In this case, the record supports the trial court's conclusion that appellant's personal financial stake in the outcome was not so disproportionate to the cost of litigation that the lawsuit would not have been brought without the additional incentive of an award of attorneys' fees. In closing arguments to the jury, appellant's counsel argued that his economic losses ranged from $1.1 to $1.6 million, and suggested an award in the range of $1 to $3 million for emotional distress damages. He further urged the jury to award punitive damages in the range of $10 to $100 million. His settlement demand at the commencement of trial was $15 million. In the last week of trial, however, he apparently reduced his demand to $3 million. This evidence supports the inference that, at the time important litigation decisions were being made, appellant's expected recovery was always more than enough to warrant incurring the costs of litigation. (See Beasley v. Wells Fargo Bank (1991) 235 Cal.App.3d 1407, 1414, 1 Cal.Rptr.2d 459, citing Los Angeles Police Protective League v. City of Los Angeles (1986) 188 Cal.App.3d 1, 9–10, 232 Cal.Rptr. 697.)
Appellant argues, in reliance upon Beasley v. Wells Fargo Bank, supra, 235 Cal.App.3d 1407, 1 Cal.Rptr.2d 459, that the proper measure of his personal stake in the outcome should be the amount the jury actually awarded, and that when measured against the approximately $1.2 million in attorneys' fees he incurred, the only possible conclusion is that the financial burden was disproportionate to his personal stake in the outcome. The court in Beasley, however, specifically affirmed that in assessing the plaintiff's personal stake in the litigation “we do not look at the plaintiff's actual recovery after trial, but instead we consider ‘the estimated value of the case at the time the vital litigation decisions were being made.’ ” (Id. at p. 1414, 1 Cal.Rptr.2d 459, quoting Los Angeles Police Protective League v. City of Los Angeles, supra, 188 Cal.App.3d 1, 9–10, 232 Cal.Rptr. 697.) The reason for the focus on the plaintiff's expected recovery at the time litigation decisions are being made, is that section 1021.5 is intended to provide an incentive for private plaintiffs to bring public interest suits when their personal stake in the outcome is insufficient to warrant incurring the costs of litigation. The Beasley court nevertheless used the actual recovery as a starting point in the calculation of the “estimated value” of the case, because it found little disparity between the amount actually recovered and the amount the plaintiff expected to recover. (Id. at p. 1416, 1 Cal.Rptr.2d 459.) The court cautioned however, that the distinction between the plaintiffs' expected, and actual recovery as a measure of their stake in the litigation “would normally be important when there is substantial disparity between actual recovery and the amount the plaintiffs ‘hoped’ to recover.” (Ibid.)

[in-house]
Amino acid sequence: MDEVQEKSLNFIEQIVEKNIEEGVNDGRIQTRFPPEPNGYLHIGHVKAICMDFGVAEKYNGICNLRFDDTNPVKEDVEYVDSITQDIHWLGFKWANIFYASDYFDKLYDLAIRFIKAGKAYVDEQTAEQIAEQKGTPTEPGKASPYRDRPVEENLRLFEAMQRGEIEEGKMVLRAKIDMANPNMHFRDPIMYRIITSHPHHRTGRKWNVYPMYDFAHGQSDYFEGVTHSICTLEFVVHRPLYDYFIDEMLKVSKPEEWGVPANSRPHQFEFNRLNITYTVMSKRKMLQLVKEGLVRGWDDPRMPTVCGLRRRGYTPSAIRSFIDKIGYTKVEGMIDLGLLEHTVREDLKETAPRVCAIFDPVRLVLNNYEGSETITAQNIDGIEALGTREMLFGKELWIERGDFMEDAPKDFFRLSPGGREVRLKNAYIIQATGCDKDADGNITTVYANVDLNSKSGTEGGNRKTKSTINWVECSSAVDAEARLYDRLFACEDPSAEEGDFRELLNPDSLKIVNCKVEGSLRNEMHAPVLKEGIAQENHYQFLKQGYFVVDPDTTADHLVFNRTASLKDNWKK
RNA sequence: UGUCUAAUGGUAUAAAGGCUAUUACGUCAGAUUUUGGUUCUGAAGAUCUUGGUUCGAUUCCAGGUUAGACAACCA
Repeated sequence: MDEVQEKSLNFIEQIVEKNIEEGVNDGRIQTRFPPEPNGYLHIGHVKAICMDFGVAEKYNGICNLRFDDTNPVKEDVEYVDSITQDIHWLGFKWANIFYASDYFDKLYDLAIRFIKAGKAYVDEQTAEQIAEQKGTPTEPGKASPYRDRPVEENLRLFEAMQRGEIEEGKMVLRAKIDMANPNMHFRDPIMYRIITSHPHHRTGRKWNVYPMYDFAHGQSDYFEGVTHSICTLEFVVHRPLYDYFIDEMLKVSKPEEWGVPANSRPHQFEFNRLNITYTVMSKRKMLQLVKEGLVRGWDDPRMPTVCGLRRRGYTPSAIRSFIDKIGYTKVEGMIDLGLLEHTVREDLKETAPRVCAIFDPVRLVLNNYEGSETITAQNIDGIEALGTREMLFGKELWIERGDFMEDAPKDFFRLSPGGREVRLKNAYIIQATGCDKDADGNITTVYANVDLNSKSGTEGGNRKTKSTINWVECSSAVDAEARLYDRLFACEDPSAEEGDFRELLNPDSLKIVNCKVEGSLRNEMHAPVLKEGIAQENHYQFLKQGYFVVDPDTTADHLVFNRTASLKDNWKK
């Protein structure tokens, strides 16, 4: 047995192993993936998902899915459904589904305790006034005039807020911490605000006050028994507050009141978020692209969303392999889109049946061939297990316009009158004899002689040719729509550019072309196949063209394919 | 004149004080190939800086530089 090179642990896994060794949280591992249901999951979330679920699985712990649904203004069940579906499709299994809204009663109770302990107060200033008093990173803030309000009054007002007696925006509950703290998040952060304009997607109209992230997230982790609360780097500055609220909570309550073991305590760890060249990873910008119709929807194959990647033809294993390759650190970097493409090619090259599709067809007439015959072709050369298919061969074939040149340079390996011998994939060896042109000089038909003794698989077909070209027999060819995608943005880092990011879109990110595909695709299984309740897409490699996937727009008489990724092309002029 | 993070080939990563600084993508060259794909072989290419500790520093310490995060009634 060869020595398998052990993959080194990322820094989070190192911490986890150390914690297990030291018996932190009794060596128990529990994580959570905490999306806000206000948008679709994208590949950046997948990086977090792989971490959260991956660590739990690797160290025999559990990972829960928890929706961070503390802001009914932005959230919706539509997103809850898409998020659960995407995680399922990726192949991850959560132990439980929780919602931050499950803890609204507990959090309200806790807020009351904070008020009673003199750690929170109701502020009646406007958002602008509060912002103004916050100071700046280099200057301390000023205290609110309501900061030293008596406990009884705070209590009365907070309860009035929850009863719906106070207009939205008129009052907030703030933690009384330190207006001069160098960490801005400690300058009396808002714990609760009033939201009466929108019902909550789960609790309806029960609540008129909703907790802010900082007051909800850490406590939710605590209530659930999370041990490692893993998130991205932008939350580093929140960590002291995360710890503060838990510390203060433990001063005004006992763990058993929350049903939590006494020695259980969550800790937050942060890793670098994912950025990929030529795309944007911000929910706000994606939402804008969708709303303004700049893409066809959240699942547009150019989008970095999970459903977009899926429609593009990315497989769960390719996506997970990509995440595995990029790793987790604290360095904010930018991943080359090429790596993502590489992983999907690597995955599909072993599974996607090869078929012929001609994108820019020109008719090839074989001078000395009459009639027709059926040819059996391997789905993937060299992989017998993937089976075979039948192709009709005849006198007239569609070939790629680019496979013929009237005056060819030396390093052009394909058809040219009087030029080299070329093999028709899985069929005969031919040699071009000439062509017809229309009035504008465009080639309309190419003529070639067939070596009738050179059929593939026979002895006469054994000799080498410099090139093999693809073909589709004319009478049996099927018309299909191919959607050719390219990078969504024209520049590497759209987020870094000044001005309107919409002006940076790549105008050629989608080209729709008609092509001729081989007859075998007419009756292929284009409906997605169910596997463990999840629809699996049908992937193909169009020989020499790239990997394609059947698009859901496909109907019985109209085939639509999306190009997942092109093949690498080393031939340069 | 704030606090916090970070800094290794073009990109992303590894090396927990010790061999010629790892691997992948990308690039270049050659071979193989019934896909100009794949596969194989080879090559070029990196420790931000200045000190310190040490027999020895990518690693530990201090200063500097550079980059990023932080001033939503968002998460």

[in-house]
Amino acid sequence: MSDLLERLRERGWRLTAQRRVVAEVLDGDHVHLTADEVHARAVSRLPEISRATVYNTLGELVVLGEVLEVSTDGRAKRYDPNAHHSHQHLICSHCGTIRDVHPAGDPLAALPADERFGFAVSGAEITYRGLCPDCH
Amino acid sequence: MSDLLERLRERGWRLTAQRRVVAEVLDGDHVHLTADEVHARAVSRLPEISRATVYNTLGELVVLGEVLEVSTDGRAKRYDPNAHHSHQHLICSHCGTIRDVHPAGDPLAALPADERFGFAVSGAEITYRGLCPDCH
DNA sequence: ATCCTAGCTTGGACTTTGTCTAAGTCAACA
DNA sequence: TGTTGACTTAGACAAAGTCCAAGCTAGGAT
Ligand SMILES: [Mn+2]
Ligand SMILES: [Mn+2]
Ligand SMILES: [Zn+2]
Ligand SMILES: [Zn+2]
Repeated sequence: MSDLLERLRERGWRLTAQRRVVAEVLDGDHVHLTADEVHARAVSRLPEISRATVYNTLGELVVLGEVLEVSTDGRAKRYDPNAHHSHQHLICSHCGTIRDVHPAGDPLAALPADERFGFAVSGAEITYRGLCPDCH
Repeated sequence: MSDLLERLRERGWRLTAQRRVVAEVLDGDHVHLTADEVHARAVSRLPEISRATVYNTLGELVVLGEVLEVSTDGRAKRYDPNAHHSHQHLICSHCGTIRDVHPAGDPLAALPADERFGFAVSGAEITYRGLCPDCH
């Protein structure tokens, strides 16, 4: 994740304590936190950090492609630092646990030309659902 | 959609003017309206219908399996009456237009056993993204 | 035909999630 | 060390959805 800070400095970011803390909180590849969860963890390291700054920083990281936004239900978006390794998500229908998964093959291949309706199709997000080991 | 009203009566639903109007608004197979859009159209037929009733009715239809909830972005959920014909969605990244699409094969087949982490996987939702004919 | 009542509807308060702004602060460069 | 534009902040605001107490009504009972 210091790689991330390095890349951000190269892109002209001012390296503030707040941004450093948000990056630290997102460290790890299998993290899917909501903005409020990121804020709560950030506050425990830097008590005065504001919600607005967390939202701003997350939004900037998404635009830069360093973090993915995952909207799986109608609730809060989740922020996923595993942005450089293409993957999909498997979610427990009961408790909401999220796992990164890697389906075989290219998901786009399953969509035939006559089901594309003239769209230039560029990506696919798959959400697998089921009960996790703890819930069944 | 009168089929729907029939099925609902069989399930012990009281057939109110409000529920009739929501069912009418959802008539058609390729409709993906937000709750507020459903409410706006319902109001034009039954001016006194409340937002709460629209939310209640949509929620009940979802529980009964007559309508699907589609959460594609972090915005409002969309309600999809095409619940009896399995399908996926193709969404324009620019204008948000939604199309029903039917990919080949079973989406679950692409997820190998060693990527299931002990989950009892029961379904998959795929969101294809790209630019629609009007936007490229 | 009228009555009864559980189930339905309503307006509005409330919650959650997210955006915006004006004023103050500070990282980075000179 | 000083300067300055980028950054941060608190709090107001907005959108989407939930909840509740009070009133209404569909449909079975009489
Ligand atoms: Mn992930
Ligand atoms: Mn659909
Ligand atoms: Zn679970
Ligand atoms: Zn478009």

In this case, the evidence demonstrates a substantial disparity because the jury verdict turned out to be significantly less than the amount appellant sought or expected. It is appropriate in such cases for the trial court to rely on evidence of appellant's realistic expected recovery, rather than the amount actually recovered. Private attorney general fees are not intended to provide insurance for litigants and counsel who misjudge the value of their case, and vigorously pursue the litigation in the expectation of recovering substantial damages, and then find that the jury's actual verdict is not commensurate with their expenditure of time and resources. Instead, its purpose is to provide some incentive for the plaintiff who acts as a true private attorney general, prosecuting a lawsuit that enforces an important public right and confers a significant benefit, despite the fact that his or her own financial stake in the outcome would not by itself constitute an adequate incentive to litigate. The trial court, having presided over the trial and heard all the evidence and arguments, is in a far better position than this court to assess what the plaintiff's realistic expected recovery was in this case, and we shall defer to its judgment.